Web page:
As we upgrade, wipe and reset iPads this term, most of us will be using iOS 10.3. This means that Apple Classroom will be available. It’s a free and very useful utility for the classroom teacher, unlike Google Classroom, which is predominantly focused on a paperless loop of handing out documents, supporting and handing back in documents. Much of the Google approach is managed before the lesson. Apple’s offering is more focused on managing the student’s experience on the device during the lesson.
Many teachers, especially those that are less confident with technology, can feel as though they lose control when a set of iPads are being wielded by digitally confident young people. Apple Classroom puts the teacher back in control.
At the most basic level, Apple Classroom enables the teacher to:
- remotely lock and unlock the class iPad screens collectively and individually;
- share links and files/documents to the whole class from Safari;
- mute a student’s iPad;
- view all of the class’s iPads*;
- organise your class into groups; this is useful for differentiating tasks and content;
- view shared items from student iPad screens;
- choose a student iPad screen to be mirrored.
*This occurs at a slower rate than real time (to save bandwidth). As a result, this is fine for sharing text and images but video and moving images won’t share effectively.
We all love Airplay but the time involved in students sharing their screens with Apple TV is painful. Just being able to choose a student’s screen remotely and share it instantly, with no fuss, is a real dream ticket and how Airplay in the classroom should work.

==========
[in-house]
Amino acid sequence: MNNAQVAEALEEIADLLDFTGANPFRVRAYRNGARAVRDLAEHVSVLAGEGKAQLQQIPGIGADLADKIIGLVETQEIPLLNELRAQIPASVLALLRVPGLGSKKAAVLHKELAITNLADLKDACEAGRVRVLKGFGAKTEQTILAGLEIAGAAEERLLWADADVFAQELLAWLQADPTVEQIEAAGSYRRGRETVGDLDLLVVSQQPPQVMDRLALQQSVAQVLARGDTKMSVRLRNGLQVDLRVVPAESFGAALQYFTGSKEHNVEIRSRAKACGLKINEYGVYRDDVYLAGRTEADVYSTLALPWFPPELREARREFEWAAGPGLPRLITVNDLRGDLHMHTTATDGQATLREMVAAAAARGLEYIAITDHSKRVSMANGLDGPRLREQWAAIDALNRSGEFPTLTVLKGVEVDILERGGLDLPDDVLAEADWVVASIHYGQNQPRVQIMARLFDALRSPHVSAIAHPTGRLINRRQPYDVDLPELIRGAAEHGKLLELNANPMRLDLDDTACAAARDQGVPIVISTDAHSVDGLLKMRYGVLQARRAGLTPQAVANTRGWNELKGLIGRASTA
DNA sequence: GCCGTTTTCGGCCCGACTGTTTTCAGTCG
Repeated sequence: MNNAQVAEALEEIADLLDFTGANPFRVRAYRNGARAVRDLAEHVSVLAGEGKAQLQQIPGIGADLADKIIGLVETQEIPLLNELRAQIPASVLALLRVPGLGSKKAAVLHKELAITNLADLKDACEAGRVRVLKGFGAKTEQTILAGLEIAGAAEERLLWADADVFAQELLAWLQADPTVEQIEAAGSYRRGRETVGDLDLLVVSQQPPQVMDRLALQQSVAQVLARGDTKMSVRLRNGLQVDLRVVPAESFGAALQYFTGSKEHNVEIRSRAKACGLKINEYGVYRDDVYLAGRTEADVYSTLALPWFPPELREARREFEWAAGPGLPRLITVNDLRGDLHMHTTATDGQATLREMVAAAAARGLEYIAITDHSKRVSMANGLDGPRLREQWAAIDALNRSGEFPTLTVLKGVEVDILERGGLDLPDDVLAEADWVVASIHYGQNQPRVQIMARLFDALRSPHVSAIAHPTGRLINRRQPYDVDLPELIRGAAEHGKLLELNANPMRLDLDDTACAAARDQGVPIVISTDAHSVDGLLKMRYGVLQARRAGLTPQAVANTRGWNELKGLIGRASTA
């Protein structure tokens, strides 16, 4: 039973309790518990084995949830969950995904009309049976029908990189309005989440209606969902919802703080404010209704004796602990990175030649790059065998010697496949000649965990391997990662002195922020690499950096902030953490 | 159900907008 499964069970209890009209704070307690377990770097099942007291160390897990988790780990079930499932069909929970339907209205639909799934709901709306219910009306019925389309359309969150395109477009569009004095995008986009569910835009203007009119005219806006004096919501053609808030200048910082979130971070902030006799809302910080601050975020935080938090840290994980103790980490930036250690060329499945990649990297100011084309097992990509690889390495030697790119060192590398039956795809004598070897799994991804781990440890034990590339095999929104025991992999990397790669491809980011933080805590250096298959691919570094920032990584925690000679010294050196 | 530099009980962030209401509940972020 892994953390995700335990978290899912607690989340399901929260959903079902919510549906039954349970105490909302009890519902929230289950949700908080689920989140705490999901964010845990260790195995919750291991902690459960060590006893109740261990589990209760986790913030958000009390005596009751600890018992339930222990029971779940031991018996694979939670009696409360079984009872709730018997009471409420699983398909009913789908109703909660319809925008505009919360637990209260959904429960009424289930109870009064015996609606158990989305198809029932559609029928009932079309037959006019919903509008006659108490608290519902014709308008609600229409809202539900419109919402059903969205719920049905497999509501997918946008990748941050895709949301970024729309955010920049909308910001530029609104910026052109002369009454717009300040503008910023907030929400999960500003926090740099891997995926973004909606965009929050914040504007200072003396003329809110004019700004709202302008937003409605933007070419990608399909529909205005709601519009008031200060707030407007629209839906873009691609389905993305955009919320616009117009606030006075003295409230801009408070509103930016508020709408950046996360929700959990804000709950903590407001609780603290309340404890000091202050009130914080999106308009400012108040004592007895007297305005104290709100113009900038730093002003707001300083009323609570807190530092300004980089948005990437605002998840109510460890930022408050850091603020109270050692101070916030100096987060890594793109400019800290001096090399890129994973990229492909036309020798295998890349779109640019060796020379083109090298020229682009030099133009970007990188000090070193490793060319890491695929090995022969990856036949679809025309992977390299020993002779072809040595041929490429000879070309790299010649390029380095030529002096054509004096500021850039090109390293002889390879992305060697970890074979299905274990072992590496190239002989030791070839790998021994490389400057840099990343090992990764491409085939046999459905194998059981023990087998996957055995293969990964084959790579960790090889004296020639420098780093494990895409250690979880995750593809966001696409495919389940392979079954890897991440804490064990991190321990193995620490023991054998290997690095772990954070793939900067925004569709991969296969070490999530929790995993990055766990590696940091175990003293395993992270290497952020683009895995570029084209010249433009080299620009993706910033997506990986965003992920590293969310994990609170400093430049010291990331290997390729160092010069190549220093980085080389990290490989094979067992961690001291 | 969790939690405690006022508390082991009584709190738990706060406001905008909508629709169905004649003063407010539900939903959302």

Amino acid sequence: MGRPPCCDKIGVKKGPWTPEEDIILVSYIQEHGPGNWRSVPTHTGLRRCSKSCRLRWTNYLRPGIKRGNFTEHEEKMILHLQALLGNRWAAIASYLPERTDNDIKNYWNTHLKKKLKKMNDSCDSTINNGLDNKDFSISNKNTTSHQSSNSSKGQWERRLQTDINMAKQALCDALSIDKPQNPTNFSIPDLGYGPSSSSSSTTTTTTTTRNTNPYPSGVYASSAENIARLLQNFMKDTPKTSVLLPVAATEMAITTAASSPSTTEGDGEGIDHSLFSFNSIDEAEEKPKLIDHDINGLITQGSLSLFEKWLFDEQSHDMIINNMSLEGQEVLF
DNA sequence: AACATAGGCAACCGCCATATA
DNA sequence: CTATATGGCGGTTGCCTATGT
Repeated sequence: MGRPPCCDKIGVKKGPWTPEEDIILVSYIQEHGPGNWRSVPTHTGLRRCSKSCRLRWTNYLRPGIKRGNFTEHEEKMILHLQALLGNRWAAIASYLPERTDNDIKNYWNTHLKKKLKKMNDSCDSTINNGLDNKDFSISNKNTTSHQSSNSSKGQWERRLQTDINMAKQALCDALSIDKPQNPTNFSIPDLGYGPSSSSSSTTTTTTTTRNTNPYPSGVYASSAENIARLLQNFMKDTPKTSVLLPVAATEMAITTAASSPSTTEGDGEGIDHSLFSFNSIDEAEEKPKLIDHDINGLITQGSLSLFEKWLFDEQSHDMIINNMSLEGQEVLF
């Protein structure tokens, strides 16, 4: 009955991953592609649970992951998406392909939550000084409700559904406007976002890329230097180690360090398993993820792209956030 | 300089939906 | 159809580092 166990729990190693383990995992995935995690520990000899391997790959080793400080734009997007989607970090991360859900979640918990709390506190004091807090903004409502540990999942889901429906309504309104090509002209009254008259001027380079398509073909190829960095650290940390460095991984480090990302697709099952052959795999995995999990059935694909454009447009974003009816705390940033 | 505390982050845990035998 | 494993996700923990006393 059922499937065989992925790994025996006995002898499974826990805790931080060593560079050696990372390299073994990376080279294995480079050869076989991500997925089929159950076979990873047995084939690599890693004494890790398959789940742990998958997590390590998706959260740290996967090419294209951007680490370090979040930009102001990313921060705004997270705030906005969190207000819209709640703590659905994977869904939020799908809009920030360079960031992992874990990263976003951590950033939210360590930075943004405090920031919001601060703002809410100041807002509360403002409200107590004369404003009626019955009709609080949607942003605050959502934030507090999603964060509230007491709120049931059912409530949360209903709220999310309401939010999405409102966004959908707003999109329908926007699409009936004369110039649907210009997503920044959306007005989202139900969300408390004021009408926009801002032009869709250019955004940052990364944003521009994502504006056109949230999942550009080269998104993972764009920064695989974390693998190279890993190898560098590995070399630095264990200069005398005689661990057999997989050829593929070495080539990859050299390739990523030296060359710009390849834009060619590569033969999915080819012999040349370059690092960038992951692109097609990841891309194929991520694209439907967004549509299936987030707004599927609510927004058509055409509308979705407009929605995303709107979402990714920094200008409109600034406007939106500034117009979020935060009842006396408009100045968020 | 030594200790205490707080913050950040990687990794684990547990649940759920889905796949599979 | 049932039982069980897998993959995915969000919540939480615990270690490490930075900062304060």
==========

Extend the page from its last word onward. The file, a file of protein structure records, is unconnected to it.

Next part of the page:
It’s worth pointing out that there are now two ways of setting up Apple Classroom. One of the reasons it has been slow to gain popularity is that it requires iOs 10.3 and many schools will be waiting until the summer to manage this and Classroom 1.0 required your MDM to be compliant.
With Apple Classroom 2.0 you can have a managed class set up configured through your MDM tool or you can have an unmanaged approach also known as ad-hoc. This simply requires you to create a class in Classroom app. Once you tap invite/add students, the Apple classroom option appears in Settings on the student iPads. They can then accept the invitation. You do not need to install anything on the student iPads.
Apple classroom is baked into iOS and if it really does feel that way, it’s a very solid experience. Teachers of a certain age will remember Apple Remote desktop and this, in many ways, is the iOS equivalent. It’s not the most creative Apple experience you can have, but there will be certain classes and student cohorts where this will be a godsend to the teacher.
We all want students to be independent, resilient, focused and on task etc, etc. However, we all know that often this is not the case. Apple Classroom is a way of encouraging good digital behavioural traits and provides the teacher with a new-found confidence and control over technology. So well done Apple!